In Vaughn’s hands, “success” takes shape as a parade of etiquette, competition, and power.
A memoir-in-essays, Pop Song is at its most satisfying when the author assembles an arsenal of visual artists to express the ineffable.
Eversley’s parabolic sculptures draw us into a self-aware and ever-shifting encounter with space and perceptual phenomena.
In her “Mother Paintings,” Bradford’s observations of life in a pandemic have merged with her interior world.
By repeatedly returning to the same motif, Lees attempts the impossible, which is to freeze a particular object, individual, or moment in time.
The four artists in the exhibition “Silent Thunder” display varying degrees of engagement with Buddhism — as a faith, an aesthetic choice, a school of philosophy, or a social phenomenon.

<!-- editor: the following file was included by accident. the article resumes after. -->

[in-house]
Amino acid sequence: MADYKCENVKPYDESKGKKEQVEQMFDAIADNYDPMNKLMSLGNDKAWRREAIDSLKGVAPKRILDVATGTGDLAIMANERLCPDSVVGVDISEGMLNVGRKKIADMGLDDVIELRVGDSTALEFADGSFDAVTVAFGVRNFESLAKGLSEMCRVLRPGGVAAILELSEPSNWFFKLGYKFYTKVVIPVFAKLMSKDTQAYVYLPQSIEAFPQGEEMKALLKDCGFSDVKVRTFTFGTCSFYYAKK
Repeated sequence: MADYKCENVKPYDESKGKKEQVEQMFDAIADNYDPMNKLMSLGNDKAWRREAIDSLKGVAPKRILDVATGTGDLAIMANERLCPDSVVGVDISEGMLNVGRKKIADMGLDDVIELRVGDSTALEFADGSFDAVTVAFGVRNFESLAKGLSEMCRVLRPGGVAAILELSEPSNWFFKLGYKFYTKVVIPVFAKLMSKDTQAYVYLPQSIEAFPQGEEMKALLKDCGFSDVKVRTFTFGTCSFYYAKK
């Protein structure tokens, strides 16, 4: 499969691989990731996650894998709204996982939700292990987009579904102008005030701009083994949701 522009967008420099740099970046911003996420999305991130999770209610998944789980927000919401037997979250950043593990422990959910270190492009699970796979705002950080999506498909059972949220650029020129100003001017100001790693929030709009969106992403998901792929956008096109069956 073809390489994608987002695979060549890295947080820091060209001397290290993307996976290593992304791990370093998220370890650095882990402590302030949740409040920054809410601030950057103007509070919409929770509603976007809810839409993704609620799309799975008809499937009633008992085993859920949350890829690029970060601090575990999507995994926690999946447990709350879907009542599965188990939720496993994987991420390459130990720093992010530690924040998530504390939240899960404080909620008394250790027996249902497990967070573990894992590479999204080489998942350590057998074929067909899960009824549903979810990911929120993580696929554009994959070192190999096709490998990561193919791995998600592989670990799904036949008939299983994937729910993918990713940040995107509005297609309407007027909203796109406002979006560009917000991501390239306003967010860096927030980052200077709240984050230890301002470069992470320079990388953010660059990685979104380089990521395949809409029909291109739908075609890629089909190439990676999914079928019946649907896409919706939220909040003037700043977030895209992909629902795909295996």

There are many in Kentucky who wish to get beyond the Breonna Taylor tragedy, but Amy Sherald’s magnetic portrait of Taylor insists otherwise.
Manjit Thapp’s first full-length graphic novel, Feelings, charts a young woman’s emotional journey through South Asia’s six-season calendar.
An immersive dive into communal myth-making, Nino Martínez Sosa’s film brings a Dominican spiritual leader to back to life.
The British horror film In the Earth bloodily observes how fervent belief makes fools of us all.
Street Gang is an insightful story on the art of breaking ground.
In a series of PSA-style videos, Paul Pescador poses questions about government that quickly unravel into a nightmarishly complex knot of existential crises.